Every spring, come rain or come shine, patients, survivors, caregivers, loved ones, and Duke faculty and staff gather at the Angels Among Us 5K and Walk of Hope to celebrate hope and raise funds to fight brain cancer.
In its 25-year history, the event has raised nearly $25 million for the cause. Last year more than 4,000 participants raised a record $2.3 million. Organizers are hoping to top their $2 million goal again this year by event day, Saturday, April 27.
Fundraising efforts like Angels Among Us play an important part in advancing groundbreaking therapies and technologies. They’re used where the need is, from supporting a new researcher to buying new equipment for the lab or surgical suite.
Among the breakthroughs benefiting, in part, from this much-needed support, is the re-engineered poliovirus vaccine (PVSRIPO), which was invented by Duke researcher Matthias Gromeier, MD, to treat glioblastoma and potentially other solid tumor cancers.
After years of pre-clinical safety studies at Duke to prove the vaccine wouldn’t infect patients with polio, the re-engineered poliovirus was granted investigational new drug status in 2011 by the U.S. Food and Drug Administration. This paved the way for a Duke-led Phase 1 study of PVSRIPO in patients with recurrent glioblastoma in 2012, the preliminary results of which seem to indicate a significant increase in overall survival compared to standard-of-care.
The PVSRIPO vaccine was granted "breakthrough" status by the FDA last year.
“The impressive results with PVSRIPO in this trial are the best we have seen to date in patients with recurrent glioblastoma and provide hope for these patients whose typical survival time is less than a year,” said neuro-oncologist Henry S. Friedman, MD, an investigator on the Phase 1 study and deputy director of The Preston Robert Tisch Brain Tumor Center.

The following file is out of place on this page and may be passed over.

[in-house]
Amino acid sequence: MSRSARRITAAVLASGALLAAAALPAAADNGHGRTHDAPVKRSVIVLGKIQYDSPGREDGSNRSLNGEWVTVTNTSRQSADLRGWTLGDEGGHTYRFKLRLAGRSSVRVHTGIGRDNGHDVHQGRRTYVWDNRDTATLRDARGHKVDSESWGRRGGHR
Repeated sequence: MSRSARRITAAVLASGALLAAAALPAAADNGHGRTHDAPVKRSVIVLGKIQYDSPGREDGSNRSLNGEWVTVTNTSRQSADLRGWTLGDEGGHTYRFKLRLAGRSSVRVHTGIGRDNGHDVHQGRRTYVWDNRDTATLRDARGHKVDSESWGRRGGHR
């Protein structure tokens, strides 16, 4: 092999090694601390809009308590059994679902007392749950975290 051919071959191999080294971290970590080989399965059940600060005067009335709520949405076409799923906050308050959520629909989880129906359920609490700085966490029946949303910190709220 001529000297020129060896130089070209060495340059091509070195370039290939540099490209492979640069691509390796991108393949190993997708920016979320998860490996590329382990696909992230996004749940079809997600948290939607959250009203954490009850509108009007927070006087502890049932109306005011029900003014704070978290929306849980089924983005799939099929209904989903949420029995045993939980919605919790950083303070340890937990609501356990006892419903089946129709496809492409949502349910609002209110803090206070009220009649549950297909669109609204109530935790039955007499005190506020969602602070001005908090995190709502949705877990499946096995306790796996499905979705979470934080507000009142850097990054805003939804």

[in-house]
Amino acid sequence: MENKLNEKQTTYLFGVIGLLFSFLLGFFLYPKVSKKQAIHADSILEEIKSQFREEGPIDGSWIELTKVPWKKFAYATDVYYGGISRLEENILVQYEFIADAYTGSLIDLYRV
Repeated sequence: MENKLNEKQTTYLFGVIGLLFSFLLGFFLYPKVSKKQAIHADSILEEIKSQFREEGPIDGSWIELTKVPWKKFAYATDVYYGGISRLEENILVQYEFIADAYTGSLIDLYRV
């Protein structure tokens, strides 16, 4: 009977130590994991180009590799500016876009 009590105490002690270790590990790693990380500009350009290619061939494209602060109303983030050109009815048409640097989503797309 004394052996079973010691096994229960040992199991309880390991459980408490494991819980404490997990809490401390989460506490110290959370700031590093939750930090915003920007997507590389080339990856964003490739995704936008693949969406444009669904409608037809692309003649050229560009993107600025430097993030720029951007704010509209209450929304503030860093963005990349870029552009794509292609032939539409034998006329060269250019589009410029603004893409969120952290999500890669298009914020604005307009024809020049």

Now, the vaccine’s effectiveness is being studied in a Duke-led multi-center Phase 2 trial of PVSRIPO alone and in combination with chemotherapy in adults with recurrent malignant glioma and a Duke-led Phase 1 trial in pediatric patients with recurrent malignant glioma.
“Angels Among Us gives me a boost of energy and reinforces my choice to work in neuro-oncology,” said Duke neuro-oncologist Annick Desjardins, MD who led a flash-mob dance at the event last year (see video above), and was an investigator on the adult Phase 1 study of the re-engineered poliovirus vaccine. “Seeing all the patients and caregivers raise money for the event and then come together to tell us — ‘We raised this money for the brain tumor center at Duke, because we believe in you, we believe you will be the ones who will make a difference against this awful disease’ — is quite powerful and humbling.”
Angels Among Us will take place Saturday, April 27, on the Duke Medical Center Campus, at the corner of Erwin and Flowers, in Durham, North Carolina. The competitive certified 5K run begins at 8 a.m. and the 1.5 mile Walk of Hope through the Duke Campus and Sarah P. Duke Gardens starts at 11:15 a.m. Survivor recognition takes place at 10:30 a.m.
There’s a $35 pre-registration fee for participants over the age of 12. Event-day registration is $40. To form a team, join a team, or register as an individual, visit Angels Among Us. For more information or inquiries, contact Ellen Stainback or visit the Angels Among Us web site.
CIRCLE PHOTO (TOP): Duke neuro-oncologist Annick Desjardins, MD, leads a flash-mob dance at the 2018 Angels Among Us 5K and Walk of Hope.